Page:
Frances Haugen, a former data scientist at Facebook, told members of a Senate subcommittee that her former employer bears some of the blame for the growing conflict in Ethiopia. More than once, Haugen accused Facebook's algorithms of “literally fanning ethnic violence” in Ethiopia.
“My fear is that without action, divisive and extremist behaviors we see today are only the beginning,” Haugen said. “What we saw in Myanmar and are now seeing in Ethiopia are only the beginning chapters of a story so terrifying no one wants to read the end of it.”
Freelance journalist Zecharias Zelalem is one of the people attempting to document that story in real time. He reports extensively on Ethiopia and agrees with Haugen's assessment.
“Just looking at the instances of documented evidence over the course of the past three years in which prominent Facebook posters would post unverified, often inflammatory posts or rhetoric that would then go on to incite mob violence, ethnic clashes, crackdowns on independent press or outspoken voices,” Zelalem said.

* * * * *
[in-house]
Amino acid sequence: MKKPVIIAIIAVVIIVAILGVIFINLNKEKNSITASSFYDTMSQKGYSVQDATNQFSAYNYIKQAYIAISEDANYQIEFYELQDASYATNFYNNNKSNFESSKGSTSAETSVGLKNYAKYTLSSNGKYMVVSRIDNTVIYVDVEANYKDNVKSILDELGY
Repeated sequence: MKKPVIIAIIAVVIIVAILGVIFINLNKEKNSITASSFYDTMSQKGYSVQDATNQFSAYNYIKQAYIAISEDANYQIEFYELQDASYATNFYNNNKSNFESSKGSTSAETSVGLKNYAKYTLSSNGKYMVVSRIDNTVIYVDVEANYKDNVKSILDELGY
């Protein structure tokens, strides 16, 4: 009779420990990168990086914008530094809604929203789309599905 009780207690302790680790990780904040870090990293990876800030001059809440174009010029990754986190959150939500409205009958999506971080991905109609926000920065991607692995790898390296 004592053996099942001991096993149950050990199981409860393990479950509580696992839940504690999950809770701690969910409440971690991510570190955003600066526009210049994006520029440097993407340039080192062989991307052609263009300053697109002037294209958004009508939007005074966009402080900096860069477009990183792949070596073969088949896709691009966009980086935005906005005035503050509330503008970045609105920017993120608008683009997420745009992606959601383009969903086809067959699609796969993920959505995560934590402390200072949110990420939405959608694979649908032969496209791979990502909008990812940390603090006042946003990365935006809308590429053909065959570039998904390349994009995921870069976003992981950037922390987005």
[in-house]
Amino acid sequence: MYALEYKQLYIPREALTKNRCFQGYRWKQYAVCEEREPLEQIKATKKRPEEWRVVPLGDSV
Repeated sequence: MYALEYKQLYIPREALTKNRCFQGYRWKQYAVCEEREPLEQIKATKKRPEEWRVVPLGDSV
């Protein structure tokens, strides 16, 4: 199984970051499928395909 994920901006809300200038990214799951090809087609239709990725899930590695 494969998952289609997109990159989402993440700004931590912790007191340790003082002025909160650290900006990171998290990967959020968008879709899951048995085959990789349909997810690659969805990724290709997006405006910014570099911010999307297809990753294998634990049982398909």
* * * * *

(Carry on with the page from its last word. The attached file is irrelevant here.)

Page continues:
In one recent instance, Zelalem saw an inflammatory Facebook post from a media outlet that falsely blamed members of an ethnic minority group for carrying out murders and kidnappings that took place on Sept. 27.
The post quickly got hundreds of shares and likes. A day later, on Sept. 28, Zelalem said the village cited in the post was ransacked, burnt to the ground and the inhabitants were murdered.
“Despite multiple efforts to report the post, it remains up and live as of this moment,” he said.
From Facebook accused of 'fanning ethnic violence' in Ethiopian civil war : NPR
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